African Language Program

The African Language Program include training in Wolof, Pulaar, Swahili, and Arabic at Columbia, and Zulu and Yoruba through the Shared Course Initiative with Cornell and Yale universities.

The philosophy behind the African Language Program is that any serious understanding of Africa begins with language study. African language courses are designed to help students work toward both communicative and cultural competence. The overall aim of the program is to help students gain the linguistic skills necessary to function in all areas of practical need, and prepare them for advanced study of history, culture, and literature. Regular classroom instruction is offered in several languages: Swahili, Wolof, Pulaar, and Arabic. Zulu and Yoruba are taught at the Language Resource Center (LRC) at Columbia through the Shared Course Initiative with Cornell and Yale universities. Undergraduate and graduate students are eligible to apply for FLAS fellowship that provides both summer and academic year support for language training.

Swahili: Spoken principally in Kenya and Tanzania, Swahili also serves as a regional lingua franca throughout Eastern and Central Africa.

Wolof: The main lingua franca of Senegal and The Gambia, it is spoken as a first or second language by the majority of populations in those two countries in most social contexts. It is also spoken by a significant minority in Mauritania.

Zulu: The dominant language in KwaZulu-Natal, the largest province in South Africa, Zulu is the language with the largest number of speakers in the country, and is also spoken in Malawi, southern Swaziland, and Lesotho.

 The most geographically widespread language of Africa, Pulaar is spoken in various areas from the westernmost point of the African continent (Senegal) southward to Sierra Leone, and eastward across Mali to Sudan. The prominent role played by Pulaar people in West African history is reflected through their rich written and recorded heritage.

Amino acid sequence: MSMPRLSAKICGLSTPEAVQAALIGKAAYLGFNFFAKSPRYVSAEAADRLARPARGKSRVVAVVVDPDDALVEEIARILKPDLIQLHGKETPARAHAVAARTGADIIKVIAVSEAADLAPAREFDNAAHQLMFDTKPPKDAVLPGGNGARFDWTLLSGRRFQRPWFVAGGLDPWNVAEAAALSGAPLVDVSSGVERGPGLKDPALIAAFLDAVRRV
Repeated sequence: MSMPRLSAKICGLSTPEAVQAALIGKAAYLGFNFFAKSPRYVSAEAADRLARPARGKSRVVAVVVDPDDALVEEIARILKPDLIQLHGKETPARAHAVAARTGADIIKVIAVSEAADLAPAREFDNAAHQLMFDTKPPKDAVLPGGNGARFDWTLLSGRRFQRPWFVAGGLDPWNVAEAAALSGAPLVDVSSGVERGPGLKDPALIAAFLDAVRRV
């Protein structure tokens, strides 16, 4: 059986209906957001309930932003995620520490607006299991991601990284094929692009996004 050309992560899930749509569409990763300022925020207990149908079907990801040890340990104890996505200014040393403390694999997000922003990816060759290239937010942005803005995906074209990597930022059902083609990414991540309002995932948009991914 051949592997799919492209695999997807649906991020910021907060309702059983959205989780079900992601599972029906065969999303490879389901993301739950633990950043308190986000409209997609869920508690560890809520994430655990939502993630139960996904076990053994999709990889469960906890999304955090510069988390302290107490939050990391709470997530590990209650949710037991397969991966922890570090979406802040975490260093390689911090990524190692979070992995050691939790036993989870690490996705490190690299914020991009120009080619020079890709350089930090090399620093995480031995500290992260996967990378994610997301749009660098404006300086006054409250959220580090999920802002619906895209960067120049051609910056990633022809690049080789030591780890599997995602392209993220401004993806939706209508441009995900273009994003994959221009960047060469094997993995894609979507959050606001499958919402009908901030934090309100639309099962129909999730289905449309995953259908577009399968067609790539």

Yoruba: The Yoruba language (natively èdè Yorùbá) is a Niger–Congo language spoken in West Africa. The number of speakers of Yoruba was estimated at around 20 million in the 1990s. The native tongue of the Yoruba people, is spoken, among other languages, in Nigeria, Benin, and Togo and in communities in other parts of Africa, Europe and the Americas.

Arabic: Modern Standard Arabic (MSA) is spoken by the media, used in most printed material, and understood widely across the Middle East and North Africa. It is derived from Classical Arabic, especially that from the pre-Islamic to the Abbasid period. Modern Standard Arabic serves as a sort of lingua franca across the Middle East and North Africa, as various national, regional, and local dialects can vary widely.

Courses & Levels:

Elementary I, II: These elementary language level courses offer an integrative approach to the four language skills: reading, writing, listening, and speaking. Students learn to recognize all contrastive sounds and distinguish question and answer intonation, express basic feelings and needs, as well as ask and answer questions related to these needs and feelings. At the completion of the second semester students will be able to communicate using basic structures, express basic courtesy, correctly spell, read, and interpret written text in areas of practical need, and begin to develop cultural insight.

Intermediate I, II: These courses focus on further developing students’ awareness and understanding of the languages and cultures, as well as improving mastery of grammar, writing skills, and oral skills. Course materials incorporate various types of text including tales and cartoons, as well multimedia such of films, videos, and audio recordings. Students will be able to understand, and interpret both written and spoken language in a variety of situations, elaborate on descriptions, and discuss likes and dislikes, comprehend speech on familiar topics, discuss opinions, and cultural differences, recognize various types of spoken and written language, and expand cultural knowledge.

Advanced I, II: These courses focus on further developing students’ linguistic competence in a wide variety of social contexts, and in written texts. Students will be able to create detailed descriptions using complex sentence structures, narrate events, understand, and interpret complex culturally charged language such as that found in tales and historical narratives. Students will acquire the necessary skills to present an analysis of authentic oral or written text to an audience, respond spontaneously to questions, and formulate and defend a position, and gain further knowledge into the histories, politics, and social settings of the speakers of the language of concern.